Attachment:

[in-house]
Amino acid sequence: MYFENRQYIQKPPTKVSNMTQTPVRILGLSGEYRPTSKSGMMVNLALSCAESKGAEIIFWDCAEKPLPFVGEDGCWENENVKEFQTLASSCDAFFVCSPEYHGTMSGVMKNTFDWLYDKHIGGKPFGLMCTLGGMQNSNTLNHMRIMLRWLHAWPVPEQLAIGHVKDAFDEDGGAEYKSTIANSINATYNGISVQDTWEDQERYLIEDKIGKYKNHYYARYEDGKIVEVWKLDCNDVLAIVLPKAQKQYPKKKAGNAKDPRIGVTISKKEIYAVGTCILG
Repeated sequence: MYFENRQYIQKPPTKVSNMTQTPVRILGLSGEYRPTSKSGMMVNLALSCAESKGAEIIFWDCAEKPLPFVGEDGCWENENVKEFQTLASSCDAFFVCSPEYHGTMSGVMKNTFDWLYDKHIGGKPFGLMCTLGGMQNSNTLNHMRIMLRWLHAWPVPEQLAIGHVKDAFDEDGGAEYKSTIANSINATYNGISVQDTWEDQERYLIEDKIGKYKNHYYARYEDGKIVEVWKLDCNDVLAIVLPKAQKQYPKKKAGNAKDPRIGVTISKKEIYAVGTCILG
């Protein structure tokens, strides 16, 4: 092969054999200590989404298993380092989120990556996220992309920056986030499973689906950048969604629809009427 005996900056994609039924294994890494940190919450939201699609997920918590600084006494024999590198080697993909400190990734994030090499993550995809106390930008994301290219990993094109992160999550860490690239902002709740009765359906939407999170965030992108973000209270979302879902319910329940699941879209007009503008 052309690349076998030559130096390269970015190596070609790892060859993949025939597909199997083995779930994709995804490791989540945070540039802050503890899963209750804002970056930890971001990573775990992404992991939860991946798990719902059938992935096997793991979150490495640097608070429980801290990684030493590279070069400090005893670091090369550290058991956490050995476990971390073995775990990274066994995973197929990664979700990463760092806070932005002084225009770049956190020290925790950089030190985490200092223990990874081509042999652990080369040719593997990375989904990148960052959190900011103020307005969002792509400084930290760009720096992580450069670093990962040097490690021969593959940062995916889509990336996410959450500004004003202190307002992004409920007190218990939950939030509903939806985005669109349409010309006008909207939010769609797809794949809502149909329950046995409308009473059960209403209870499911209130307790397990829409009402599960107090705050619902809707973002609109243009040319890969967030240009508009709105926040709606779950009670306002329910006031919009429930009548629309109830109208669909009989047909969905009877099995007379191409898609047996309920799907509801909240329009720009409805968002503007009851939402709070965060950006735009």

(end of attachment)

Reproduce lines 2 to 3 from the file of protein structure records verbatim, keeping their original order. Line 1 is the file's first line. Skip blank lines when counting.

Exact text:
Amino acid sequence: MYFENRQYIQKPPTKVSNMTQTPVRILGLSGEYRPTSKSGMMVNLALSCAESKGAEIIFWDCAEKPLPFVGEDGCWENENVKEFQTLASSCDAFFVCSPEYHGTMSGVMKNTFDWLYDKHIGGKPFGLMCTLGGMQNSNTLNHMRIMLRWLHAWPVPEQLAIGHVKDAFDEDGGAEYKSTIANSINATYNGISVQDTWEDQERYLIEDKIGKYKNHYYARYEDGKIVEVWKLDCNDVLAIVLPKAQKQYPKKKAGNAKDPRIGVTISKKEIYAVGTCILG
Repeated sequence: MYFENRQYIQKPPTKVSNMTQTPVRILGLSGEYRPTSKSGMMVNLALSCAESKGAEIIFWDCAEKPLPFVGEDGCWENENVKEFQTLASSCDAFFVCSPEYHGTMSGVMKNTFDWLYDKHIGGKPFGLMCTLGGMQNSNTLNHMRIMLRWLHAWPVPEQLAIGHVKDAFDEDGGAEYKSTIANSINATYNGISVQDTWEDQERYLIEDKIGKYKNHYYARYEDGKIVEVWKLDCNDVLAIVLPKAQKQYPKKKAGNAKDPRIGVTISKKEIYAVGTCILG